Chris Swan has two solid predictions for Raspberry Pi. For the same reasons The BBC Micro and Home Brew computers inspired a generation, and hackers continue to realise more potential than manufacturers in their own technology.
RaspPi is a whole computer on a tiny circuit board – not much more than an ARM processor, a USB port, and an HDMI connection. Plug a keyboard into one end, and hook the other into a TV.
The result, a working computer running on a Linux operating system for around £20; cheap enough that one could be handed to every child in Britain.
Prediction 1 – one of the first things to be disrupted will be the hardware thin client business. I expect that within a day of release (maybe even before mainstream release) somebody will put together a package that turns a Raspberry Pi into a client for screen remoting protocols like RDP, ICA, VNC etc. For way too long the hardware thin clients have been too big and too near to the cost of a real PC. $25 and the size of a credit card changes that game. It will then be a matter of months before some enterprising monitor maker decides to build Raspberry Pi into the box – the ecosystem will be irresistible to them.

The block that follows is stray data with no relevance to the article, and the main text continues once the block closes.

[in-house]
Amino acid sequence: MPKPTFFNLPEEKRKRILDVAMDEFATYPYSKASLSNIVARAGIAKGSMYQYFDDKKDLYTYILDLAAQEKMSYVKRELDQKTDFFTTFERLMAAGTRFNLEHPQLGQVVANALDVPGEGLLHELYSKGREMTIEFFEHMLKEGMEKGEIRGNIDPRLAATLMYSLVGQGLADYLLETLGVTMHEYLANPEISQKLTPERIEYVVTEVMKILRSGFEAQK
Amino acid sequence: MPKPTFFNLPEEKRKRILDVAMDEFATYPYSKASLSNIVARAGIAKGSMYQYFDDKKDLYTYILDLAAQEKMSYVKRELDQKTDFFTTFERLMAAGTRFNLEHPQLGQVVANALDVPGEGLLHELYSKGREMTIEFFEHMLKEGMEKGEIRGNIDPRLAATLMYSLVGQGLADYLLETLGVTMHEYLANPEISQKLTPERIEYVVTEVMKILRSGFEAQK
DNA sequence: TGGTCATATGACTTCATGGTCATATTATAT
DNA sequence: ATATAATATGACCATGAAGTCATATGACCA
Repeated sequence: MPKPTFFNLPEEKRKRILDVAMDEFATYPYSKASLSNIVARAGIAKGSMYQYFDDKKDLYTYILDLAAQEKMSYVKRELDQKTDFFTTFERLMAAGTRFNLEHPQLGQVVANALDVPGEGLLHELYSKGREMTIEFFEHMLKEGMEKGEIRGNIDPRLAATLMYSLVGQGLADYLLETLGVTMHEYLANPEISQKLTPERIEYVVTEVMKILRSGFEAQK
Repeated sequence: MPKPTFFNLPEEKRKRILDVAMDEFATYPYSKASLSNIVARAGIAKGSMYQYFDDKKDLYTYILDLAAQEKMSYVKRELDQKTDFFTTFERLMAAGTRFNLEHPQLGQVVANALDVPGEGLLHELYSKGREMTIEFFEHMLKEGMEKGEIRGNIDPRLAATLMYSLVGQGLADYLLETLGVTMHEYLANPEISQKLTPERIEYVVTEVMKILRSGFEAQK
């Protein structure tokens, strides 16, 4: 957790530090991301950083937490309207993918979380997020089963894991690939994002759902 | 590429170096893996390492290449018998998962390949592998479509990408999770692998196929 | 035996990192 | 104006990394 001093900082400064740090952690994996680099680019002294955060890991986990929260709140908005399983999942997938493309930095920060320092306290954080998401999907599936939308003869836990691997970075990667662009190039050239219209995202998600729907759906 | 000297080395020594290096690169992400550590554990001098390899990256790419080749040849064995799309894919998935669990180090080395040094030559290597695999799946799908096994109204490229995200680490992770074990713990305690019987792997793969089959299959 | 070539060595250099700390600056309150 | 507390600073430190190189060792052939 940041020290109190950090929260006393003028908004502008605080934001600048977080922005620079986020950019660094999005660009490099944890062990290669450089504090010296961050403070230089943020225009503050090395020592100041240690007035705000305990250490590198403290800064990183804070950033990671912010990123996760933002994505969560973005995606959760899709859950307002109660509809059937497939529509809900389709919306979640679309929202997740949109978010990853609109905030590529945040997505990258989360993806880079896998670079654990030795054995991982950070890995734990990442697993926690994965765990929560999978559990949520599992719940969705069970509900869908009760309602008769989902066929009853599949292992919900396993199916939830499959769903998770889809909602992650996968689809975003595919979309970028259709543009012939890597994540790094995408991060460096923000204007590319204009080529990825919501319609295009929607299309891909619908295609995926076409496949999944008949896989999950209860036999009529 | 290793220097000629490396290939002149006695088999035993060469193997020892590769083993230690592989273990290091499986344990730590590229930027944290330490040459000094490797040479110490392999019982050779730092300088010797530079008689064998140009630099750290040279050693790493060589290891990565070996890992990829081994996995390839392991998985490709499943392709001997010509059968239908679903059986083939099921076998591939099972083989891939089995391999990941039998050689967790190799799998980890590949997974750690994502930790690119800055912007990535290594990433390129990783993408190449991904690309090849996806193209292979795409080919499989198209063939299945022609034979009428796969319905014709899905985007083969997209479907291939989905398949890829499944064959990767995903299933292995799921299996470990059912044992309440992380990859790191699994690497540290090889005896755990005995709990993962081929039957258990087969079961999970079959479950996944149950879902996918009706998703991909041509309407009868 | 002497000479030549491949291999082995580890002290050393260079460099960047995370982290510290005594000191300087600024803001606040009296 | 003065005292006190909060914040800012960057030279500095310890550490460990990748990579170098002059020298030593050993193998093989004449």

Prediction 2 – lots of things that have dedicated microcontrollers in them now will start to have a Raspberry Pi instead. I liked the idea of ‘Arduino inside’ that I read about in this story of a guy who hacked his dishwasher. The microcontroller on theArduino is pretty ancient though. Yes, there are plenty of cheap dedicated microcontrollers out there that are more powerful (I’ve done some tinkering myself with the TI MSP-430), but in the end the flexibility of software normally trumps an efficiency of hardware. At first it will be the hackers and makers putting their Raspberry Pis into ordinary kit, but then manufacturers will catch on that the community will be able to add value to products after they’re launched – making them more desirable.